History has left few clues into the life of Charles Lutwidge Dodgson (1832-1898), though myth and mysteries abound surrounding the infamous Lewis Carroll, the pseudonym by which he wrote his imaginative tales. A mathematician, poet, and author, Charles Dodgson lived a majority of his life in Oxford, England. From an early age, he showed signs of creativity, writing poems and short stories throughout his teen years at school. Dodgson became a very gifted mathematician and logistician, and after graduation he became a Mathematics Lecturer at Christ Church School in Oxford.
Throughout his adult life, Dodgson sought out the companionship of both young and old. His need for socialization bordered on an obsession with being accepted. However, even with this desire for constant camaraderie, Dodgson was a very private man. He suffered from a stammer, which in part affected his abilities as a lecturer and socialite. In his personal life, he sought out the company of individuals he felt most comfortable speaking around, which often ended up being the children of his fellow professors at Christ Church.
The myths surrounding Lewis Carroll started almost as soon as this persona came into being in 1856, when Dodgson first started using this now famous pseudonym. Dodgson often fueled fires behind rumors about the life of Lewis Carroll, including his eccentricities and choice of companions. By allowing rumors to fly about the life of Lewis Carroll, Dodgson kept out of the spotlight, which allowed him to keep the real details of his own affairs to himself. By drawing attention to his alter-ego, Dodgson was able to live his life in relative peace.
Upon his death in 1898, Dodgson’s family destroyed nearly all of his personal papers, leaving little hard evidence about the life of this mysterious man. Over the years, myths about the author of Alice—now referred to commonly by his own pseudonym—have been taken as fact in the absence of any definitive truth. Because of this, the true identity of Charles Dodgson will be forever linked with the mystery of Lewis Carroll, which continues to make us “curiouser and curiouser.”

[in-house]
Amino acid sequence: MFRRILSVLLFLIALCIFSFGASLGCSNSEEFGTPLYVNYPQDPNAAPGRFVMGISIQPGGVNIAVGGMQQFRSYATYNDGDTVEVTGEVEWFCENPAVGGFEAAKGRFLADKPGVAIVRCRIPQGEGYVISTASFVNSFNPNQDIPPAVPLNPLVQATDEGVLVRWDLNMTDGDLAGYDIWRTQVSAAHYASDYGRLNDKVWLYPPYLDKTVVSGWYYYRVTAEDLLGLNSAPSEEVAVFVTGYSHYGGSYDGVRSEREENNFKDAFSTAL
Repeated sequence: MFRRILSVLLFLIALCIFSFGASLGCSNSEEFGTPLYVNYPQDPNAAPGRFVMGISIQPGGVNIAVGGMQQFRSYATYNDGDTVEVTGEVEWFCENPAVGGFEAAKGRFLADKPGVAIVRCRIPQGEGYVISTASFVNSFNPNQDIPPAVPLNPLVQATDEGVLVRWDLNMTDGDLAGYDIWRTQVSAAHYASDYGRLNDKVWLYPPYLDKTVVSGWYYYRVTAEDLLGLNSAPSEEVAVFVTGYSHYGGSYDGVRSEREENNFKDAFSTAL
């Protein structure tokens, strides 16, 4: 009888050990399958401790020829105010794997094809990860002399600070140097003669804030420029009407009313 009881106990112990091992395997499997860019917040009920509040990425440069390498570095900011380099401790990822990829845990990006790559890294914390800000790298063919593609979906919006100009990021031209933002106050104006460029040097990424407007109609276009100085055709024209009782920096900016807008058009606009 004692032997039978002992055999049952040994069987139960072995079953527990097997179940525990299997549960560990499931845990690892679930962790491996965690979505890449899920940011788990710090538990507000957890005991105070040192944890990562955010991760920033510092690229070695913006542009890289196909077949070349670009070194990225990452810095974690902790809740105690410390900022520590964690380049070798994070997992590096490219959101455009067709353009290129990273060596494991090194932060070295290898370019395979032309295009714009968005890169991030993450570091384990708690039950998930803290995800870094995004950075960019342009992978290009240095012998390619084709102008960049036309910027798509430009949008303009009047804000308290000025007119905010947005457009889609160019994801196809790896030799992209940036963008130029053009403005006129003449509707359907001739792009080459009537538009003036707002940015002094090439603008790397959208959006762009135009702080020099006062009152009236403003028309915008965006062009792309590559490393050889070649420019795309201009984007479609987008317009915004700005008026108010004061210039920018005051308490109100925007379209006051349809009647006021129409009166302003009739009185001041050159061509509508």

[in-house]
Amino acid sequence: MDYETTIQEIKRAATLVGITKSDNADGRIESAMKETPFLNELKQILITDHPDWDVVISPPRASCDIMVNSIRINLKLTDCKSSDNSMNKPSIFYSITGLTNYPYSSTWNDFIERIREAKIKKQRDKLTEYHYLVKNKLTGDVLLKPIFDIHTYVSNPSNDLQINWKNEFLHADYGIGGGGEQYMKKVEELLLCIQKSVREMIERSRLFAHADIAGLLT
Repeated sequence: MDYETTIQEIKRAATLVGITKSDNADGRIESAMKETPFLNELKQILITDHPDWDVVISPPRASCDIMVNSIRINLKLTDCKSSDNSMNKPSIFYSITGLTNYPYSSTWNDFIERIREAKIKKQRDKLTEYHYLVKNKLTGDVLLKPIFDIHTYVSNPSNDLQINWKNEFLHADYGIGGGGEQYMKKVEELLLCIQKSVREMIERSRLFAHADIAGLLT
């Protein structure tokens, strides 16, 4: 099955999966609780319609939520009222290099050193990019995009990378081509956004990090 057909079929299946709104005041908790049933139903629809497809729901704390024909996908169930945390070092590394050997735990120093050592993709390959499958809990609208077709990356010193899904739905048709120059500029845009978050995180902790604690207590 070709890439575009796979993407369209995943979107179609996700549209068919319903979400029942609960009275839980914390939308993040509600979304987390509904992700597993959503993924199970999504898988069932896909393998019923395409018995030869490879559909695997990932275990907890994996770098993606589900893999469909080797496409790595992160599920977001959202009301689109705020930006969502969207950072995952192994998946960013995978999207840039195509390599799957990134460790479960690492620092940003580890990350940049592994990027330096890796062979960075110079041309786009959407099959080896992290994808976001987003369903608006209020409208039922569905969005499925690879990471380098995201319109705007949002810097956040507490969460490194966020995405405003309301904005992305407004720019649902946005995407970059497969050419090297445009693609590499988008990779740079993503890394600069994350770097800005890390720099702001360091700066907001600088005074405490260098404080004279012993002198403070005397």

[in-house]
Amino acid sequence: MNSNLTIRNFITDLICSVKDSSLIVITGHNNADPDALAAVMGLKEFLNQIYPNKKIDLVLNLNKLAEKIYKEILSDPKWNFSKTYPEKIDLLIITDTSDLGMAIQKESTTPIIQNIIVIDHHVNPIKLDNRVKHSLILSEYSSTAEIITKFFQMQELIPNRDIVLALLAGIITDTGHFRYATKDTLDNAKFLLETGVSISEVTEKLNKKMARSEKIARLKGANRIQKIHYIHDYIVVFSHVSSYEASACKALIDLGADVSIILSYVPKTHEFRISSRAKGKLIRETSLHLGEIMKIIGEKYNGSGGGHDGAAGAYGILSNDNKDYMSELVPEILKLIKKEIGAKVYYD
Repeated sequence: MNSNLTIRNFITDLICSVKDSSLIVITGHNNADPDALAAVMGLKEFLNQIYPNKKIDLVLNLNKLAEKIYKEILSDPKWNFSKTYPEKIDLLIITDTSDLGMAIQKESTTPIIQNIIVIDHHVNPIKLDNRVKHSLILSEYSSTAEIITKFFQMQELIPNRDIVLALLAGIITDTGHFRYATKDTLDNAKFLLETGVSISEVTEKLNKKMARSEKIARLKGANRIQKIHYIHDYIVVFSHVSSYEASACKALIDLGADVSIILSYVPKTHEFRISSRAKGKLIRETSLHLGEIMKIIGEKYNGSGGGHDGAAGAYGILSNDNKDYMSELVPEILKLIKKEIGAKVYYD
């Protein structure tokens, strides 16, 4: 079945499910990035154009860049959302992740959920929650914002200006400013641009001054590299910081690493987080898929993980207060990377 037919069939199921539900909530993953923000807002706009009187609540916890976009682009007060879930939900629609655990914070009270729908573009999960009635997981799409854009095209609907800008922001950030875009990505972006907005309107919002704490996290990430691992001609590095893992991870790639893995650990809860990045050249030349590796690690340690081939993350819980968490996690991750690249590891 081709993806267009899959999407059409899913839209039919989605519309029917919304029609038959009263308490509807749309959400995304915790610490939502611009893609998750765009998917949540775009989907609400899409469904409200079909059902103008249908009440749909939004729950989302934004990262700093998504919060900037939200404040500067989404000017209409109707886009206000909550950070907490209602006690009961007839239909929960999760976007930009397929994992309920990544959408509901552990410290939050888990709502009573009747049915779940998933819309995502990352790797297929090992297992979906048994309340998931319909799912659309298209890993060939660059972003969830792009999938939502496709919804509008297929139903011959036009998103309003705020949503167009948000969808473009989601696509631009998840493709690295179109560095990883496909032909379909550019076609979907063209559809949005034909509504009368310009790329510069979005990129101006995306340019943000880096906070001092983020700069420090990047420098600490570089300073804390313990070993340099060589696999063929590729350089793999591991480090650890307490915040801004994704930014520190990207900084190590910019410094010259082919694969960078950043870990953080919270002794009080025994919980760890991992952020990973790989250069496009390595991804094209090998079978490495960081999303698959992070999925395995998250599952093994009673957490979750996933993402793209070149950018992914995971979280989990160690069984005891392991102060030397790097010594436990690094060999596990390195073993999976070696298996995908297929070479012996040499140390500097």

has since been translated into more than eighty languages. The equally popular sequel Through the Looking-Glass and What Alice Found There, was published in 1872. His books are among the most quoted works in the English language, and his influence (as well as that of his illustrator, Sir John Tenniel) can be seen everywhere, from the world of advertising to that of atomic physics.
Origins of Alice
Mystery also surrounds the origins of the Alice series. The story of Alice’s Adventures in Wonderland (1865) can be traced back to a summer picnic that Charles Dodgson had with the family of his colleague Henry Liddell, Dean of Christ Church. Dodgson took Liddell’s three children on a boat ride, where he invented the story of Alice in order to pass the time. Afterwards, the children begged him to write it and the story of Alice in Wonderland was born. The character of Alice was rumored to be inspired by Henry Liddell’s daughter Alice, who was on the boat that day. However, beliefs differ amongst researchers as to the truth of this claim.
Since its publication, the tale has been translated into more than eighty languages. The equally popular sequel Through the Looking-Glass and What Alice Found There, was published in 1872. The tale of young Alice has inspired countless generations since, with a wide variety of film and cartoon adaptations of the story, as well as appropriations of the iconic characters into popular culture.
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Leach, Karoline. “Lewis Carroll: A Myth in the Making.” Dreamchild. London: Peter Owen, 1999. Print.